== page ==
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Small Business Administration

As a local bank, we understand the importance of small and local business for the community. We provide Small Business Administration (SBA) lending programs with flexible terms to help fit your business needs. We are more than a lender, we are your partner.

We offer two types of SBA Loans 7(a) and 504 loan programs. To get started, you will need to meet with one of our lenders to discuss the following information:

  • A completed SBA application package
  • Three years of business and personal tax returns
  • A current financial statement
  • A breakdown of project costs detailing how loan proceeds will be utilized
  • For commercial real estate transactions: a copy of sales, land, and construction contracts
  • For business startups: a business plan (including proforma financial information) and a market feasibility study

 

The 7(a) Loan Program is the most common SBA loan program. The requirements of eligibility are based on specific aspects of your business, such as what the business does to receive income, the character of the ownership and where the business operates.

To be eligible for assistance, businesses must:

  • Operate for profit
  • Be small, as defined by SBA. as defined by SBA
  • Be engaged in, or propose to do business in, the United States or its possessions
  • Have reasonable invested equity
  • Use alternative financial resources, including personal assets, before seeking financial assistance
  • Be able to demonstrate a need for the loan proceeds
  • Use the funds for a sound business purpose
  • Not be delinquent on any existing debt obligations to the U.S. government

 

Uses for 7(a) loan proceeds include:

  • To provide long-term working capital to use to pay operational expenses, accounts payable and/or to purchase inventory
  • Short-term working capital needs, including seasonal financing, contract performance, construction financing and exporting
  • Revolving funds based on the value of existing inventory and receivables, under special conditions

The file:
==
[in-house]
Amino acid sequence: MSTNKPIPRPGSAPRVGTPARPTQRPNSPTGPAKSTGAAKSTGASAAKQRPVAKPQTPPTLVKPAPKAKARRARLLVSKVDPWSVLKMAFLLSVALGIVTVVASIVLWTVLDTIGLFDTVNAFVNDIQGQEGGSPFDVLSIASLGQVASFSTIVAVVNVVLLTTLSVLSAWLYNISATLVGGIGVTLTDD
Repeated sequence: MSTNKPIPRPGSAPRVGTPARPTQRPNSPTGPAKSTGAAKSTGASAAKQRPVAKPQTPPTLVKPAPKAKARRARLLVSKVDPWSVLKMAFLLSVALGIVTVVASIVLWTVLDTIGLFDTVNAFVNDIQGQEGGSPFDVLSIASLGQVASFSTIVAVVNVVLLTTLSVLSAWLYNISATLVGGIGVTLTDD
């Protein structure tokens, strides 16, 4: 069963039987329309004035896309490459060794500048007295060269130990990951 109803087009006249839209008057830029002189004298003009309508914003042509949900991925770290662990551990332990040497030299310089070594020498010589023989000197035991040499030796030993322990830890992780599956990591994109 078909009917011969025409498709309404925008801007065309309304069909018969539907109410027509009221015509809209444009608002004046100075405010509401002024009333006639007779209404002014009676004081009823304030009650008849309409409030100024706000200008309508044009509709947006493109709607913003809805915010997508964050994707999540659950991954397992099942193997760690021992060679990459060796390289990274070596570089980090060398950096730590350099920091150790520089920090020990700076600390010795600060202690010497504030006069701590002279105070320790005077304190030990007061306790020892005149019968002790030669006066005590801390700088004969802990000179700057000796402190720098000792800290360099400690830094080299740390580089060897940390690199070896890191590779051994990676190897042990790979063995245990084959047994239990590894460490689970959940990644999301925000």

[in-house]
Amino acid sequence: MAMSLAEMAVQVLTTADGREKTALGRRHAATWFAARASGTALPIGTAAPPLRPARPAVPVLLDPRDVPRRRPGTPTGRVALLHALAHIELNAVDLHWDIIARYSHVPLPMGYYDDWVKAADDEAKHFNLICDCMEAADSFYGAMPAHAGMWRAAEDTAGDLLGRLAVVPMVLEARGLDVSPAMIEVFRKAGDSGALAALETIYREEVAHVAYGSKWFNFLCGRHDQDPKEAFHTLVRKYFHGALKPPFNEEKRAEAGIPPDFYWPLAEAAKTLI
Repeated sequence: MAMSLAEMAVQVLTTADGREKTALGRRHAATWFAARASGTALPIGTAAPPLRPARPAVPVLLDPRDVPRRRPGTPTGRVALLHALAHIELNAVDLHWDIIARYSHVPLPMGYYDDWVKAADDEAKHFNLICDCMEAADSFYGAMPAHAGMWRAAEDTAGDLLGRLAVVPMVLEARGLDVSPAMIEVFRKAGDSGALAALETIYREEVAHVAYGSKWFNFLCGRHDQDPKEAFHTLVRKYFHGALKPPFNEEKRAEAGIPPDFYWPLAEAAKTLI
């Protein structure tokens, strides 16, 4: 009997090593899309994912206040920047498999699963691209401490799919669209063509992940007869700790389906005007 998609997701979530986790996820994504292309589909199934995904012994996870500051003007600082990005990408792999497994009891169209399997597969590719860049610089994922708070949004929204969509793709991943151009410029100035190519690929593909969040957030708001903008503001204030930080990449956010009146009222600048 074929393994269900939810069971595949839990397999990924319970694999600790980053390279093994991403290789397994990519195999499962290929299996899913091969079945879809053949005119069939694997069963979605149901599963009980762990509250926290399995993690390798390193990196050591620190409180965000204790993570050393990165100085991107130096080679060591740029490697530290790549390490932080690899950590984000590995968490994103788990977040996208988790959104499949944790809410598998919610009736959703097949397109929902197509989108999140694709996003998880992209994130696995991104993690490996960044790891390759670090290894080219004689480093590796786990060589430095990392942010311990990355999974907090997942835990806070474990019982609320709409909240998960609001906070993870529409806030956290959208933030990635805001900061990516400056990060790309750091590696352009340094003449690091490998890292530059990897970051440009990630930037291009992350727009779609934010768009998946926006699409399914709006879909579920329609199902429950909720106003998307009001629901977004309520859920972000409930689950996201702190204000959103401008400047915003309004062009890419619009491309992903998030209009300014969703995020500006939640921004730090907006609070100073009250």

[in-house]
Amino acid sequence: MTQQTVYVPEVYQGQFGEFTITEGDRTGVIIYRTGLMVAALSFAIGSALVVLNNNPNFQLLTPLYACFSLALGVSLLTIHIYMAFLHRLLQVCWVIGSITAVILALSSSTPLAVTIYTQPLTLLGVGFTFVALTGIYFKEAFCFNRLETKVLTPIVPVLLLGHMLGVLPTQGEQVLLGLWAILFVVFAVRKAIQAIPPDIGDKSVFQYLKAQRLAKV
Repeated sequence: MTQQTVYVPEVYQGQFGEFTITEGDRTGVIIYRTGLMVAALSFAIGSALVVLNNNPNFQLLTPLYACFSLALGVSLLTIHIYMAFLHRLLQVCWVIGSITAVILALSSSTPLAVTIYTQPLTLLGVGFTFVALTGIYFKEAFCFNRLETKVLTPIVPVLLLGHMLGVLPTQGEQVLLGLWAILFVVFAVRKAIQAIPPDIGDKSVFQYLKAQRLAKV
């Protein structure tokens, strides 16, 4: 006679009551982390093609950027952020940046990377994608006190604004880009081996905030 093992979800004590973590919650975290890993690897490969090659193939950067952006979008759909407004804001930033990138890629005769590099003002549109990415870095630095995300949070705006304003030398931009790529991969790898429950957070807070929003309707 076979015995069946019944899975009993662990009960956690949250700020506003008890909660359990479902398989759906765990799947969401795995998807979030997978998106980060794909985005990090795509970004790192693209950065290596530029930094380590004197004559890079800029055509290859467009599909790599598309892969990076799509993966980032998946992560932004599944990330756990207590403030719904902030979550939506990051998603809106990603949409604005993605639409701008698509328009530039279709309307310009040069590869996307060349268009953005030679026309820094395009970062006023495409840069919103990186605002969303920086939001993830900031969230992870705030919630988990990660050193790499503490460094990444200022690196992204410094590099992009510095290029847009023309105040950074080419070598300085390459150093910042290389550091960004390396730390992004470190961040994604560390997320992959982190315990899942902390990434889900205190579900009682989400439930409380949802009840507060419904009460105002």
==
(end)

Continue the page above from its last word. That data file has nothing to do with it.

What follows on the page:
• To purchase equipment, machinery, furniture, fixtures, supplies or materials
  • To purchase real estate, including land and buildings
  • To construct a new building or renovate an existing building
  • To establish a new business or assist in the acquisition, operation or expansion of an existing business
  • To refinance existing business debt, under certain conditions

 

 

CDC/504 Loan Program

The Certified Development Company (CDC)/504 Loan Program provides financing for major fixed assets such as equipment or real estate. To be considered for CDC/504 loan, applicants must meet these eligibility requirements:

  • Operate as a for-profit company
  • Do business (or propose to) in the United States or its possessions
  • Has a tangible net worth less than $15 million and an average net income less than $5.0 million after taxes for the preceding two years.
  • Loans cannot be made to businesses engaged in speculation or investment in rental real estate.
  • Be an eligible type of business. While the vast majority of businesses are eligible for financial assistance from the SBA, some are not. Check this list of eligible and ineligible types of businesses to see if your company qualifies.
  • Under the 504 Program, Plan to use proceeds for an approved purpose. CDC/504 loan proceeds may be used for the financing of fixed assets like real estate or equipment. This list explains Eligible and Ineligible Use of Proceeds.
  • Not have funds available from other sources. SBA does not extend financial assistance to businesses when the financial strength of the individual owners or the company itself is sufficient to provide all or part of the financing. Both business and personal financial resources are reviewed as part of the eligibility criteria. If these resources are found to be excessive, the business will be required to use those resources in lieu of part or all of the requested loan proceeds.
  • Ability to repay the loan on time from the projected operating cash flow of the business
  • Good character. SBA obtains a "Statement of Personal History" from the principals of each applicant firm to determine if they have historically shown the willingness and ability to pay their debts and whether they have abided by the laws of their community
  • Relevant management expertise
  • Feasible business plan

 

For more information about SBA visit their website at https://www.sba.gov/